They have served relief to career driven businessmen or stately officials.16 . The use of the geisha as a type of entertainment at business meetings, and some may even take it further. This is the price they pay for more of an independent lifestyle that the wife of the businessman.17 Price of entertainment of for five men at a first class tea house for an evening entertainment by a couple geisha, including dinner and a couple of drinks, would run probably upward of $10,000. The geishas make a sizable income to support themselves. Although one has to remember their Kimonos and hairstyles are rather costly as well.
They also allot a certain amount to the teahouse in which they entertain the gentlemen.18 In fact, it is mainly successful businessmen and high-ranking politicians who can afford to keep a geisha. Geisha is to be neat and pleasant and above all to keep their mouth shut. They often hear business and state secrets from their clients.19 Today the number of geishas has greatly declined, their role taken over by the bar hostesses. It is recently estimated that there were half a million bar hostesses in Japan. Some of the bar hostesses are prostitutes but they are not all willing to do sexual favors in exchange for money.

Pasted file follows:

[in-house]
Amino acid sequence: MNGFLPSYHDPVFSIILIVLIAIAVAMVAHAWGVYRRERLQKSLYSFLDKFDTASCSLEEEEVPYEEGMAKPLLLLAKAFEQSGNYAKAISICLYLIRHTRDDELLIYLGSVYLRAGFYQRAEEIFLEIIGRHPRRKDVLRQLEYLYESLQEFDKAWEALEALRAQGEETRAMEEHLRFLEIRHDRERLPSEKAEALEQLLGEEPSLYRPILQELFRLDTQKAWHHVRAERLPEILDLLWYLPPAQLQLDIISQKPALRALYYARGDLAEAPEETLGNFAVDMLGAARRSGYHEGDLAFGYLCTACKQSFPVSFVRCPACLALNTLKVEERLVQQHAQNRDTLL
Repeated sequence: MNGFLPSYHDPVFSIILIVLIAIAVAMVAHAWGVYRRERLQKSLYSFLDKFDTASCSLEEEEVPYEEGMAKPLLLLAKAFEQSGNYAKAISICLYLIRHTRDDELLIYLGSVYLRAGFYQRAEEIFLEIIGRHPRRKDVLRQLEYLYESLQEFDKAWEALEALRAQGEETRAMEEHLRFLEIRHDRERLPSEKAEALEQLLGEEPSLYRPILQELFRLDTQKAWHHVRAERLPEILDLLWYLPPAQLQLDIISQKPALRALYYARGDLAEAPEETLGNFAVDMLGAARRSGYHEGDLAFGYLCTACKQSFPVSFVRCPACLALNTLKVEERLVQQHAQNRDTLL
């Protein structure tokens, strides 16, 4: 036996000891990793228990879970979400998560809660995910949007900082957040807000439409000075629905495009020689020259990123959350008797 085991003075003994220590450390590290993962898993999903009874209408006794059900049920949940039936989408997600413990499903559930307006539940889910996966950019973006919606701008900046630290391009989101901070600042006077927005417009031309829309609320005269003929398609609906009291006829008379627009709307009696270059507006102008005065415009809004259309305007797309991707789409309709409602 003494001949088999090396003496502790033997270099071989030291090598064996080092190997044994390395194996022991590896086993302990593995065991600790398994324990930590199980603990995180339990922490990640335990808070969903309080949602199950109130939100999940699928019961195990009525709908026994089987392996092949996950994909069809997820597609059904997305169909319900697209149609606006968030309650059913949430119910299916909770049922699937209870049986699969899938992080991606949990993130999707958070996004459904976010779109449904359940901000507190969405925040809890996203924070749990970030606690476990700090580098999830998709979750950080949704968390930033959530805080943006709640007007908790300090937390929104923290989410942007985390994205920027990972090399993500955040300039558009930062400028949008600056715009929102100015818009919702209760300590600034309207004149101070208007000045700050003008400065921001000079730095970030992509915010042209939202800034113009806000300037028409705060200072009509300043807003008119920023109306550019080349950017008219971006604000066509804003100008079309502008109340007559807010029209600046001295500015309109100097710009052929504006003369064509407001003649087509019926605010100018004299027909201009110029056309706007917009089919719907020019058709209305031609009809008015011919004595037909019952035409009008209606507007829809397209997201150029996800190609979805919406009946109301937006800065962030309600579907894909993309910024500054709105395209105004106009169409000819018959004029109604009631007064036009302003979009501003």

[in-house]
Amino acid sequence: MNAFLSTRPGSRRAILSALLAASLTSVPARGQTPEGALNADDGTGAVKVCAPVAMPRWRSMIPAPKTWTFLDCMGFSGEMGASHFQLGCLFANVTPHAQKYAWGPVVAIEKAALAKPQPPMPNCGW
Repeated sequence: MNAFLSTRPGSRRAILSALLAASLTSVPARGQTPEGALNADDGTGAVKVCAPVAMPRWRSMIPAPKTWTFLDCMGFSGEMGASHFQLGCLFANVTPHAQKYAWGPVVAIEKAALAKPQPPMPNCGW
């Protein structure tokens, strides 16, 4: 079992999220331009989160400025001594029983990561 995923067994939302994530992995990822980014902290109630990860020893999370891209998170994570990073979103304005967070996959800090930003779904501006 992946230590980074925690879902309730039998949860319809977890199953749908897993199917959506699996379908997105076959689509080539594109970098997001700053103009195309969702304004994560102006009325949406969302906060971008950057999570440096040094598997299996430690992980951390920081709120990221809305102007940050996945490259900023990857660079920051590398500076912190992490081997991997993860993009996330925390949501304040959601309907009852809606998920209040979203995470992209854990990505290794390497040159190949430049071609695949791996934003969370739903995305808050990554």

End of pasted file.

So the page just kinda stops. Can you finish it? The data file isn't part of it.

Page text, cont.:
One needs to be cautious about making this mistake. The customer is assigned a hostess who will sit with him, pour drinks, and entertain in a flirtatious manner. The clientele are almost always men. Hostess clubs are expensive and overpriced. An evening could cost a minimum of $200.
Never bring a bar hostess to social events where you will see your business associates. Yet it is acceptable to bring a geisha.20 Today geishas number fewer than a thousand found mostly in Osaka and Kyoto.21 Geisha dont have any counterpart in our own culture because here in the West, men and women socialize together freely. In Japan they dont. Men hire a geisha to entertain them. They are also a vital part of the Japanese culture.
If one should have to do business in Japan it is important that the role of the geisha is understood as a part of socializing. One also must remember the importance of socializing as medium through goodwill and business is conducted to this Asian culture. Bibliography Chat Transcripts: Thursday November 5, 1998 7 pm ET the author of Memoirs of a Geisha author Arthur Golden. bn.com. Geisha: A Japanese Tradition http;//www.geocities.com/SoHo/Lofts/5783/geisha.ht m.
October 20, 1999 Kuzirian, Stephanie, Geisha, http:www.ric.edu/pamental/womenjapan/kazerianpaper .html. October 20, 1999. The Mystic Geisha, http:www.nyu.edu/classes/blais/mg1/geisha/geishas. html. October 20, 1999. Terminology of Japanese Words: Japanese Words Geisha, http:moon.jrn.columbia.edu/~ma297/immortal geisha/term.html.
October 20, 1999. Westerners Doing Business in Japan, http://www.anderson.ucla.edu/research/japan/t2/sup 7art.htm. October 20, 1999.